Tuesday, November 11, 2008

The Summers dilemma

Word is that Barack Obama is considering Lawrence Summers for the position of Secretary of the Treasury. This has presented me with my first Obama Presidency related dilemma.

I found Obama’s misogyny during the campaign disgraceful; Summers is probably most famous for supposedly saying “girls can’t do math.” I find it very difficult to resist the temptation to fan the flames of this fire by blogging about how even considering Summers proves that Obama doesn’t respect women and by emailing my woman friends who voted for Obama and saying, “See? I told you so.”

Furthermore the left-leaning media is giving Obama grief about this possibility. What could be sweeter than seeing Obama attacked by the same media that gave him such an easy ride during the campaign? I would be less than human if I did not experience a great urge to encourage such media outlets to keep up their attacks by joining the ranks of commenters who are criticizing Obama for considering Summers. (via neo-neocon)

Unfortunately I have taken a look at the “girls can’t do math” story and I simply can’t find much to it. The story is based on remarks Summers made at a 2005 National Bureau of Economic Research Conference on “Diversifying the Science & Engineering Workforce.” Summers prefaces his remarks by saying that he is speaking only because he wants to get “some questions asked and some attempts at provocation.” and he restricts his remarks to “the issue of women's representation in tenured positions in science and engineering at top universities and research institutions.”

I’ve tried a couple of times to summarize his remarks but cannot do so without doing violence to his meaning. In fact, I believe attempts to summarize them are what have led to the perception that he is sexist. To judge fairly you simply have to read his remarks for yourself. My conclusion is that Summers was advancing hypotheses for which he had some backup while conceding that not enough is known to be sure about what is really going on.

So I can’t really convict Larry Summers of sexism and, sadly, am going to have pass up this opportunity to club friends over the head with Obama’s sexism and to foment dissension in the Obama-supporting media. Even worse, the other controversies surrounding Summers don’t seem all that damning either. Wikipedia currently has a good summary of those incidents: follow the footnote links to the source documents and most of the controversies appear misrepresented or trivial. In fact, from reading the Wikipedia entry it looks like the charge with the most validity is that he wanted tenured professors to teach more of their own classes.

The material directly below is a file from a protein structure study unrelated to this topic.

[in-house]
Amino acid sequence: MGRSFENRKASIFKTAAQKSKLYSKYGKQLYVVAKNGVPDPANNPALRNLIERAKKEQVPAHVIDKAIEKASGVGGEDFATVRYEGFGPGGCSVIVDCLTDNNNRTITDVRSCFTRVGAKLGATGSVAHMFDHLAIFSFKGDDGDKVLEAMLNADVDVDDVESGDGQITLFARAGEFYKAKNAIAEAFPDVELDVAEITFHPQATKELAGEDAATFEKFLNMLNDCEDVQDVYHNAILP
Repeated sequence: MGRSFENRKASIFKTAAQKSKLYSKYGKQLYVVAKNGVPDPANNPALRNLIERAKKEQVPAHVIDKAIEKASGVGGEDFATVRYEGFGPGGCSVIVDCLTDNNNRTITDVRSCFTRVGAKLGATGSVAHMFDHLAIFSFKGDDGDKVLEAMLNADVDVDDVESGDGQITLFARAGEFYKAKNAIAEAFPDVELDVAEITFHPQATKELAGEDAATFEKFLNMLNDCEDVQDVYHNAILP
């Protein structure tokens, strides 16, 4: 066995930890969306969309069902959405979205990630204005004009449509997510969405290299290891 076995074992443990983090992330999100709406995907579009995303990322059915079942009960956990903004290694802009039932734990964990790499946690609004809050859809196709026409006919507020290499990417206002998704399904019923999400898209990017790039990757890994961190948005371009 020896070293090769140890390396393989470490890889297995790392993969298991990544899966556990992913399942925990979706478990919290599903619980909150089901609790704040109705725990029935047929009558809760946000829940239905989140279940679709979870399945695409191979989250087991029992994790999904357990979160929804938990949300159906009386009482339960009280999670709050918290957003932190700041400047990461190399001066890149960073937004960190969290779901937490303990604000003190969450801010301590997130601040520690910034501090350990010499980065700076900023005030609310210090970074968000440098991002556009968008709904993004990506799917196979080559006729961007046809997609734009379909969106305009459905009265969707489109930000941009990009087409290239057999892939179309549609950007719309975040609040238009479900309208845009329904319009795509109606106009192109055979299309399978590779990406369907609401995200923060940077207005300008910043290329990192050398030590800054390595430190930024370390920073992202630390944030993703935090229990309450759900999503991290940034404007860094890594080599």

On the other hand, he does seem to have a talent for rubbing people the wrong way and that may be a bad thing under the current circumstances. Given the state of the economy and the incredible power vested in the Treasury by the bailout bill, it might be advisable to have a Treasury Secretary who plays well with others, thinks before he speaks, and can sound reassuring. Obama will simply have to balance Summers’ negatives - an (apparently unwarranted) reputation as sexist and otherwise politically incorrect plus a reportedly blunt managerial style - against a possibly overwhelming positive - many people consider him both brilliant and competent.

*****

It caused me terrible psychic pain to entitle this post “The Summers dilemma” rather than “The Summers dilemna”. As far as I can remember, I have always used the “mn” spelling rather than the “mm” spelling but my spellchecker and my dictionary both insist “mm” is and always has been correct. In response to which, I can only agree with baysailor’s comment:

*I* think that "dilemna' simply looks better on the page. I think "dilemma" is awkward and clunky.

2 comments:

Hattie said...

I just found your blog and very much enjoy your reasoned and lucid approach.

Elise said...

Thanks, Hattie. That's always nice to hear.